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COVID-19 Lockdowns Slowed but Did Not Stop Spread of Lice

With youngsters back in school, the spread of lice is growing. Many parents use home remedies to stop infestations without insecticides.

Last year, while the world was locked down against the spread of COVID-19, lots of other transmissible conditions dropped nearly out of sight. The cold and flu season was extraordinarily light, for example. Presumably masking, handwashing and social distancing all work against transmission of the viruses that cause respiratory tract infections.

Lockdowns Slowed the Spread of Lice:

One other condition that humans usually share in person-to-person contact is lice infestation. Researchers in Buenos Aires, Argentina, reported that the prevalence of lice dropped significantly during mandatory isolation and school closing in 2020 (Parasitology Research, Feb. 2021). There were still a lot of kids with lice, though. The scientists reported a drop from 70% to 44%.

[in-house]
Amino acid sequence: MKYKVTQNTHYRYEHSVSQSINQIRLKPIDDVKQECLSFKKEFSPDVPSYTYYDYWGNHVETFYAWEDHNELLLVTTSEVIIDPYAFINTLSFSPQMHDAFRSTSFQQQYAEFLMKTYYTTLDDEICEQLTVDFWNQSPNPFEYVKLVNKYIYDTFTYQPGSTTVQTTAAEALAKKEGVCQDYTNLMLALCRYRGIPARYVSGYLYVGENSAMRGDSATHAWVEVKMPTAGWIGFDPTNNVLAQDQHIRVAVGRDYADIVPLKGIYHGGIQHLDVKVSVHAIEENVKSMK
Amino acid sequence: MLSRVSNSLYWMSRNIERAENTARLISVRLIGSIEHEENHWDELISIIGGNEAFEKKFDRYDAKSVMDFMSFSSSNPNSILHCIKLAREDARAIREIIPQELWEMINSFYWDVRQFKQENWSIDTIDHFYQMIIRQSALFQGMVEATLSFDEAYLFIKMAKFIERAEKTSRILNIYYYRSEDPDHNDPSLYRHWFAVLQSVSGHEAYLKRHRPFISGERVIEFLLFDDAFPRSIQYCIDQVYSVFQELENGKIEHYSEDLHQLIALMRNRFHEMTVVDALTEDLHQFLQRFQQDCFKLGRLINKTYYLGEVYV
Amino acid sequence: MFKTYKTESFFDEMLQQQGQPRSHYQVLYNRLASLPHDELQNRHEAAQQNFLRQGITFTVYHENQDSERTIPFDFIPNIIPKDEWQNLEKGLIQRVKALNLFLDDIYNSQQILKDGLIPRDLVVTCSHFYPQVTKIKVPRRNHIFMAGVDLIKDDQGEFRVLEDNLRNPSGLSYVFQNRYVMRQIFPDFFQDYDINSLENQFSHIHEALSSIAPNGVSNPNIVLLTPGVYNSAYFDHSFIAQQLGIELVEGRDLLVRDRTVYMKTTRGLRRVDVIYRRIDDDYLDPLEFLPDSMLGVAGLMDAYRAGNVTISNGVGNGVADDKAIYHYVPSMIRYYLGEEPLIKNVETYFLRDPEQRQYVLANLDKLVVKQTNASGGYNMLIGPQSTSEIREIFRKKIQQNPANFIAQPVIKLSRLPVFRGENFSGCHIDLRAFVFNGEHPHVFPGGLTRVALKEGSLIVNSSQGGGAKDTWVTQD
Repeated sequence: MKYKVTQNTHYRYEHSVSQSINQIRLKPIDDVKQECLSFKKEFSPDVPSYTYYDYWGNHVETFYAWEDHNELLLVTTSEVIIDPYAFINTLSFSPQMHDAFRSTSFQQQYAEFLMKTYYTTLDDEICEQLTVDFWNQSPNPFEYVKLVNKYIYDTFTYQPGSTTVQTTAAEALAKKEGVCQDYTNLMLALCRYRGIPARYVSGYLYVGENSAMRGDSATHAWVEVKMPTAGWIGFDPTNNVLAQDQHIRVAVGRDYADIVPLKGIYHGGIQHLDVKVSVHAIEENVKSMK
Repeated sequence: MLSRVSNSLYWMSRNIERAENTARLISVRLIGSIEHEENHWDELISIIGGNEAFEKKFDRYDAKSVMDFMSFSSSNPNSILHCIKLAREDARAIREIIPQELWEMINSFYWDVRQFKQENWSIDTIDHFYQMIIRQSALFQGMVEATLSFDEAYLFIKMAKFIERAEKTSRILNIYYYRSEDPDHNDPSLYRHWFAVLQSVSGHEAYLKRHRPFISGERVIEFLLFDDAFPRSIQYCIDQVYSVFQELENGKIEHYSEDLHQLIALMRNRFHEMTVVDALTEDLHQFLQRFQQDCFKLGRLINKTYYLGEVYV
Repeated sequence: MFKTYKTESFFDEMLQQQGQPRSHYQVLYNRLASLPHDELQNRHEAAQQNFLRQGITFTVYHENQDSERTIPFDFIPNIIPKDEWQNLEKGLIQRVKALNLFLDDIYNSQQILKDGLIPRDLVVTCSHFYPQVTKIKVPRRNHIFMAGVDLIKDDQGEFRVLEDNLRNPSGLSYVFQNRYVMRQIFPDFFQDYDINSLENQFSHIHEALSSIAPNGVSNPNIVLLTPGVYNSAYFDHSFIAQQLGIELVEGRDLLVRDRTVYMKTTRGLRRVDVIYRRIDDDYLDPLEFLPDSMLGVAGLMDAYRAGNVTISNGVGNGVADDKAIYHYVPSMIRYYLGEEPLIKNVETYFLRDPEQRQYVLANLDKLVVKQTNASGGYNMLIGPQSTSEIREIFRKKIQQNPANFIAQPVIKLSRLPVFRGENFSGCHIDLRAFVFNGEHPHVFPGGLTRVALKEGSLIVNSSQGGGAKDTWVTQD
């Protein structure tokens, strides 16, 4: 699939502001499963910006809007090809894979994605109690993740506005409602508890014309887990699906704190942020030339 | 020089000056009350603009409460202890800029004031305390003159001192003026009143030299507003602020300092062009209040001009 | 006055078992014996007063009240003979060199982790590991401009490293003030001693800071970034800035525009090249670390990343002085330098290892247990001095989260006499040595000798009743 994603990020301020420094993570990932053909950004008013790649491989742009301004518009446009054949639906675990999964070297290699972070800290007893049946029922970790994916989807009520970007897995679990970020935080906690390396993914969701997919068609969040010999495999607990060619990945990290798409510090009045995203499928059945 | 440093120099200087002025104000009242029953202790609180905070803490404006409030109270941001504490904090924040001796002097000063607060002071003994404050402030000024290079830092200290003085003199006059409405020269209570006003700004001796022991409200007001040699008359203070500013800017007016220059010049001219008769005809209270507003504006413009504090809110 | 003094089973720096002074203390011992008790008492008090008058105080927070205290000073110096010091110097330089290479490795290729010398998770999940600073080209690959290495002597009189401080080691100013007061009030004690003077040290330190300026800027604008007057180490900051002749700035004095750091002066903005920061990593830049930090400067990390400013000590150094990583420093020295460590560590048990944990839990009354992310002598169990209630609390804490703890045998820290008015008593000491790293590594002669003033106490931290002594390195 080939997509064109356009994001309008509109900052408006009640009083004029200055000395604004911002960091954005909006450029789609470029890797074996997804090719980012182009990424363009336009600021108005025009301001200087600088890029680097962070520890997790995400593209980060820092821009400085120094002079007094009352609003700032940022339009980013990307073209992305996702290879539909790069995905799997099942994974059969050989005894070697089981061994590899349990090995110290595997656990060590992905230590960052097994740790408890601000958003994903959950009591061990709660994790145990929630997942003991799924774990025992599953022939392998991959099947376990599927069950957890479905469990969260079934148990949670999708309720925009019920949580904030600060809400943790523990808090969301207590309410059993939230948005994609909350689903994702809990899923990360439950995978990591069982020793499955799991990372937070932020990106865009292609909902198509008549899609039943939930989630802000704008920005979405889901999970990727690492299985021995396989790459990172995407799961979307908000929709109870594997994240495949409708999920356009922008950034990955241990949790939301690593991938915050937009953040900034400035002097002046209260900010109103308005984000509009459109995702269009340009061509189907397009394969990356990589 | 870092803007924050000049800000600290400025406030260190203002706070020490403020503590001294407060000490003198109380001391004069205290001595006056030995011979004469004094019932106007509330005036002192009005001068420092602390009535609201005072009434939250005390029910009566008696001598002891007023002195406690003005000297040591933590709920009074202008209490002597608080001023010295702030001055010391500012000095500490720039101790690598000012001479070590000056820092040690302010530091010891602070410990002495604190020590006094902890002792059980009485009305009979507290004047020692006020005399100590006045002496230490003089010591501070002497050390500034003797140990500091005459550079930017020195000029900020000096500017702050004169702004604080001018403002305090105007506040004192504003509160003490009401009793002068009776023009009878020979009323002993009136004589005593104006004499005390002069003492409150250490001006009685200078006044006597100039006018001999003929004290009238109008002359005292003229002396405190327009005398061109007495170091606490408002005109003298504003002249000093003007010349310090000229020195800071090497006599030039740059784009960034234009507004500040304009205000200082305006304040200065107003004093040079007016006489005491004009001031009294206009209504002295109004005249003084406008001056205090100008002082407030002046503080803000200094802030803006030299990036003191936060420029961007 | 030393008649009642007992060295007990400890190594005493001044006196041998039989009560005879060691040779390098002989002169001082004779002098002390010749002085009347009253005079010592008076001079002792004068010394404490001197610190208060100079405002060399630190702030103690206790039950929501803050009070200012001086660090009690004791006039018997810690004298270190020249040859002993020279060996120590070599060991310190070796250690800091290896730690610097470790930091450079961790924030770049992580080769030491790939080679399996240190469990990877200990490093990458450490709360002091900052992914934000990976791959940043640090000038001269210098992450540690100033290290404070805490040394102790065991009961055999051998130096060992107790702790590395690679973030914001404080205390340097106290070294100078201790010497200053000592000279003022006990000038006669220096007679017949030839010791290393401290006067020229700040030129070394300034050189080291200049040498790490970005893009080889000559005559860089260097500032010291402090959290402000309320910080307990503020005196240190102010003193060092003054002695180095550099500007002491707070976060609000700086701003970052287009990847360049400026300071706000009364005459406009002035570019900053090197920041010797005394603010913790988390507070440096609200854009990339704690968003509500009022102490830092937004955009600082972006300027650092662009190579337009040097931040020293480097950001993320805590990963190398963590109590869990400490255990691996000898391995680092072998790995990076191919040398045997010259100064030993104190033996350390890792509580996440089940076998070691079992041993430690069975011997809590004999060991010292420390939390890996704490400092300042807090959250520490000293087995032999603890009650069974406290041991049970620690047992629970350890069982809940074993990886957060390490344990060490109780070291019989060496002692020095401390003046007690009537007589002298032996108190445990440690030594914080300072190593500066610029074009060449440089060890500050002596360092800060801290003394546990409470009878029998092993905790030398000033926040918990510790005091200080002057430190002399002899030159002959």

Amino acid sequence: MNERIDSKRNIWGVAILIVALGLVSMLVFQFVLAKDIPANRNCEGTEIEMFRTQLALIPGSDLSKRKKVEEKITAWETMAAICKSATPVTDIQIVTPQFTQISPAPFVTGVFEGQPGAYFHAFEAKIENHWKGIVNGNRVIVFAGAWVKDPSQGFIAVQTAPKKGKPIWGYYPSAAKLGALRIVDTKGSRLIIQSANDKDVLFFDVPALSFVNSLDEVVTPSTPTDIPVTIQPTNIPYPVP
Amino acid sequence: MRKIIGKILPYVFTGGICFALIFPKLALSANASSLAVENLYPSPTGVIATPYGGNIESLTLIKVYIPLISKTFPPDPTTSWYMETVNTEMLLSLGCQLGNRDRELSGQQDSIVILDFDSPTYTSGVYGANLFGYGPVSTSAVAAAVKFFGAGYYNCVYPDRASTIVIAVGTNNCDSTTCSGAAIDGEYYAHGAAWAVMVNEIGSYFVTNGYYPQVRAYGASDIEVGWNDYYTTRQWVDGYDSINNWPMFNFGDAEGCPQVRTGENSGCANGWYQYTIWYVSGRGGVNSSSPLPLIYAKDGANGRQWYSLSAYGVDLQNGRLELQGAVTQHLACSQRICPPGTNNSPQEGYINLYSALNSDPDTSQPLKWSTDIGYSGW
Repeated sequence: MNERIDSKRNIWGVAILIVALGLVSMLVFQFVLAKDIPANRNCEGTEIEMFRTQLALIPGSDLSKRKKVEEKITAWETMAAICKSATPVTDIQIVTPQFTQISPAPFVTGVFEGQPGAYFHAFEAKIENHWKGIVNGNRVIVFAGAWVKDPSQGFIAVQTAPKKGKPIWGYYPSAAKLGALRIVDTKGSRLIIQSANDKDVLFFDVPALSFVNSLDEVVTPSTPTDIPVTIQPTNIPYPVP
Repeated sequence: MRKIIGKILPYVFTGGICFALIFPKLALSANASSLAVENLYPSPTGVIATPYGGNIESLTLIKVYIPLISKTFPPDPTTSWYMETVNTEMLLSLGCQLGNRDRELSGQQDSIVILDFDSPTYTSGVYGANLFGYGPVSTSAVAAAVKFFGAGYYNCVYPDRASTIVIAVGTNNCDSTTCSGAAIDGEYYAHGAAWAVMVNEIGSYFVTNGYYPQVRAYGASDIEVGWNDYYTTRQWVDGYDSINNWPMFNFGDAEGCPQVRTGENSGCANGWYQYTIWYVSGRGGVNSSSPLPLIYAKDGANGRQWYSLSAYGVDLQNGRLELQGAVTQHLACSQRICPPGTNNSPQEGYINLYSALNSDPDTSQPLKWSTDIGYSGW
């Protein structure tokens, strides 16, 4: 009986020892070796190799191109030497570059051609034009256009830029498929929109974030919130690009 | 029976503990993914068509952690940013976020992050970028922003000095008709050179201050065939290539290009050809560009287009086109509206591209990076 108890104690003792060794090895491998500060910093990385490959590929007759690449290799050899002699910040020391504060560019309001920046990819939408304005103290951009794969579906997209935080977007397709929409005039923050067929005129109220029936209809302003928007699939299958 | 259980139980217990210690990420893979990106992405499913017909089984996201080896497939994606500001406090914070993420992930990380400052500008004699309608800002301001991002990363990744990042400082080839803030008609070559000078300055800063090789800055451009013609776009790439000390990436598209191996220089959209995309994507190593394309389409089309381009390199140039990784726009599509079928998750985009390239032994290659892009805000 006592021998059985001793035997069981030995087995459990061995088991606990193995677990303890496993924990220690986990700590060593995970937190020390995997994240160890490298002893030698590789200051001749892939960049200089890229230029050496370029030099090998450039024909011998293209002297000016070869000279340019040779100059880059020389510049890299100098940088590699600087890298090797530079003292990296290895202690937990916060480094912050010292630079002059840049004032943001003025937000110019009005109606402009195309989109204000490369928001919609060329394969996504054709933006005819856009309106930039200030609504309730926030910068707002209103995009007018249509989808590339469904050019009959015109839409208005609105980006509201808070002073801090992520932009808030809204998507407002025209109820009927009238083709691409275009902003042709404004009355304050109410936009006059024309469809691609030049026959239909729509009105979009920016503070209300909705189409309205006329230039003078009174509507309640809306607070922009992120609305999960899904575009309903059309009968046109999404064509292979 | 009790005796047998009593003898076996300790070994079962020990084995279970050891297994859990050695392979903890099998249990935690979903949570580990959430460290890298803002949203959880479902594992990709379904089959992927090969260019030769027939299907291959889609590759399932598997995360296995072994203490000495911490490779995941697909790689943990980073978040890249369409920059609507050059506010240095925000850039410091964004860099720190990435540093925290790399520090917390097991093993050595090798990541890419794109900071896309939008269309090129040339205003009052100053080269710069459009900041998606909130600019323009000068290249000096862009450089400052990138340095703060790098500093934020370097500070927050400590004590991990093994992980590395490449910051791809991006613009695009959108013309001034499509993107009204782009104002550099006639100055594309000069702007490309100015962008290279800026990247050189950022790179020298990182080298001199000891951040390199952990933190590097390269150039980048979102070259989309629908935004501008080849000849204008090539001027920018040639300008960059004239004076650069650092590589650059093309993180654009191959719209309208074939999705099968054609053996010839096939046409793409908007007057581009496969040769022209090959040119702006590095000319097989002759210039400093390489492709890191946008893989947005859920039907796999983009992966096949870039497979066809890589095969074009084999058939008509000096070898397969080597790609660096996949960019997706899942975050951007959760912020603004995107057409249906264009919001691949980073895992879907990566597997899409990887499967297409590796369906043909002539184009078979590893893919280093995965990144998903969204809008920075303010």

Now, schools have re-opened. Even though children are being told to stay six feet apart, they probably are not being consistent about that. Parents and professional nitpickers report that they are seeing a resurgence of lice.

Confirming the epidemiology on lice is not the highest priority for public health personnel right now. After all, head lice do not carry diseases. They are considered a nuisance instead of a real threat.

Nonetheless, most parents would rather not have to deal with this unpleasant situation. Aside from the gross factor, children identified as infested may suffer humiliation. Moreover, some schools have a no-nit policy to prevent the spread of lice that may keep kids home from school for days. That is not a welcome prospect after a year in which too many youngsters missed out on in-person school.

Can You Treat Lice Without Insecticides?

Conventional lice shampoos containing insecticides such as permethrin have been losing effectiveness. That’s because lice have evolved to become resistant. Many readers of this column have discovered home remedies that can be helpful against head lice.

Suffocate Lice With Cetaphil:

One popular approach is drenching the hair and scalp in Cetaphil Gentle Skin Cleanser. Using a blow-dryer hardens the cleanser so it can be left on overnight. A dermatologist actually published open trials on this technique nearly two decades ago, claiming 96% effectiveness (Pediatrics, Sep. 2004). Many readers report that it is very helpful.

The Cetaphil treatment works by suffocating the lice. Other options that work in a similar manner include olive oil, mayonnaise or petroleum jelly.

Killing Lice by Smothering Them:

Q. My daughter had head lice several times when she was very young and her hair was long. The lice shampoos did not work at all.